'Cache-Control': 'no-cache',
        }
        connection = http.client.HTTPSConnection(self.DOMAIN)
        connection.request('GET', endpoint, '', headers)
        response = connection.getresponse()
        json_string = response.read().decode('utf-8')
        data = json.loads(json_string)
        connection.close()
        return data
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There are three functions in the class:
init (self, endpoints = ENDPOINTS):
The initialization of the class. Assigns to self.endpoints the value provided during the creation of the instance, or takes by default the value of the constant ENDPOINTS.
call_endpoints(self):
Iterates on the self.endpoints variable, calls the request function and aggregates all the responses of the calls.
request(self, endpoint):
It makes an HTTP request to the endpoint provided.
Furthermore, you have the constants DOMAIN and ENDPOINTS. You can play with your preferred APIs changing these values.
After the connector, you have to create the view. Add the following to the views.py file of your app:

from django.shortcuts import render
from django.http import HttpResponse
from django.views import View
from django.core.cache import cache
import json
from thing.connector import Connector
class Middleware(View):
    def get(self, request):
        cache_key = 'sample_key' #identificative value
        cache_time = 7200 #time in seconds of the cache
        data = cache.get(cache_key)
        if not data:
            connector = Connector().call_endpoints()
            data = json.dumps(connector)
            cache.set(cache_key, data, cache_time)
        response = HttpResponse(data)
        response ['content-type'] = 'application/json'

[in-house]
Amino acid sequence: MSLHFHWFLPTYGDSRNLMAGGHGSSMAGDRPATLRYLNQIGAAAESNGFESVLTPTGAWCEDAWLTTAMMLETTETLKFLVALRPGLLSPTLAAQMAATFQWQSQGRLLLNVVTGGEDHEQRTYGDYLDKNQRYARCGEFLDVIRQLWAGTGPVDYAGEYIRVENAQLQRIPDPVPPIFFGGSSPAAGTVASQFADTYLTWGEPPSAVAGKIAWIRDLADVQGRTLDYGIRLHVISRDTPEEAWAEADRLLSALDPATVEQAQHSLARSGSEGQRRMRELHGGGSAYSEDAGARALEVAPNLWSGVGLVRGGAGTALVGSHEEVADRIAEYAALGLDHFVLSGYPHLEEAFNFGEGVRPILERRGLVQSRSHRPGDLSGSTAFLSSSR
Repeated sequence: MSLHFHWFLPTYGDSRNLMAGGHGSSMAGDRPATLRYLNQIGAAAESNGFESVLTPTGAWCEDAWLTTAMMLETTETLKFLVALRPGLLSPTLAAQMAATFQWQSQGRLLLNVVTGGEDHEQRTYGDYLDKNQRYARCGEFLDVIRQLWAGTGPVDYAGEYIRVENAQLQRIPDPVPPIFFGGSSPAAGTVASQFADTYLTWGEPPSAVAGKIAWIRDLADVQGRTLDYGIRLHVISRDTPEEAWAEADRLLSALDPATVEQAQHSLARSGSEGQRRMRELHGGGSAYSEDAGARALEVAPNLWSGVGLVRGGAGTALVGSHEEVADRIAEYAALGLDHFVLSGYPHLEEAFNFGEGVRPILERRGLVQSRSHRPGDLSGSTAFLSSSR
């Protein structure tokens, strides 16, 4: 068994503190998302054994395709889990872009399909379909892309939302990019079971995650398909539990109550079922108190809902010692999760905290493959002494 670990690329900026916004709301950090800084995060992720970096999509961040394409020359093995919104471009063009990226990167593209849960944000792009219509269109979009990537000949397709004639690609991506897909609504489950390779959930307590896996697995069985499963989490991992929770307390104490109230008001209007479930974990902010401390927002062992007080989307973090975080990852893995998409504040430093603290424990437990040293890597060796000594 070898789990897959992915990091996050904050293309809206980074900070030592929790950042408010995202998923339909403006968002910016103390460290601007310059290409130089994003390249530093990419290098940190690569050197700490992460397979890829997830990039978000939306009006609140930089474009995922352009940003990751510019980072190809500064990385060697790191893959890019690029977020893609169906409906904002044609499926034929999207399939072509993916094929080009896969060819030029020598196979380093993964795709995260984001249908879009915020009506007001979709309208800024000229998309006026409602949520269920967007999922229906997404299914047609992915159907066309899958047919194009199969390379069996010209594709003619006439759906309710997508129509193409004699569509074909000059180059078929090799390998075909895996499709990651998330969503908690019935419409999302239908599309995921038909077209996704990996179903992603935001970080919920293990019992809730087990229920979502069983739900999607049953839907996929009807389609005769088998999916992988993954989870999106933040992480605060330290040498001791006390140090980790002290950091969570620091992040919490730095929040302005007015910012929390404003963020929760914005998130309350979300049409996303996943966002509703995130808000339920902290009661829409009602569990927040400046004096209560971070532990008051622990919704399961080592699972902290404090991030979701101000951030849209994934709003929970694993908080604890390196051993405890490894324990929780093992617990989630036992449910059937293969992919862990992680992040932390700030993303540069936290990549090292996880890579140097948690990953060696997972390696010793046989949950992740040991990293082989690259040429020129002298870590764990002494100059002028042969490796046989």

response ['Cache-Control'] =  'no-cache'
        return response
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Here is where you apply the caching. The workflow is quite easy. The code checks if the data is cached for the key provided. If there is data in Memcached, then it gives that data. If not, it calls the Connector for taking the data and then cache it adding a key and the time that the resource should be stored.
The next step is to create a urls.py also in the folder of your app.

from django.urls import path
from . import views
from thing.views import Middleware
urlpatterns = [
    path('chroniclingamerica', Middleware.as_view(), name='middleware_endpoint'),
]
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Note that in the import path of the view, you must substitute “thing” by the name of your app (if you have cloned the example repository, you don’t need to change it).
Then, you have to update the urls.py file of your project. Add there the path to the URLs file of your app (the line in bold below).

from django.contrib import admin
from django.urls import include, path
urlpatterns = [
    path('middleware/v1/', include('thing.urls')),
    path('admin/', admin.site.urls),
]
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Let’s run it!!!

If you have followed all the instructions, now you have everything ready. Let’s up and build the docker containers. Execute the following command in the root of your Django App:
docker-compose up --build -d
With the webserver up and running, it’s the moment to check the response time of our endpoint. Go to the terminal and run this curl:

curl -I -X GET  http://127.0.0.1:8000/middleware/v1/chroniclingamerica -w %{time_total}\\n
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You will obtain a time between 400 and 500 milliseconds. Now, repeat the command. You will have a response in around 15 milliseconds. Awesome, right!
As you can see, the improvement in performance is remarkable. While in this example, we have caught the result of calls to a third party, you can use it for any element: responses from the database, inner processes, calls to your other microservices, etc.
You can find all the code exposed in this article in this Github repository.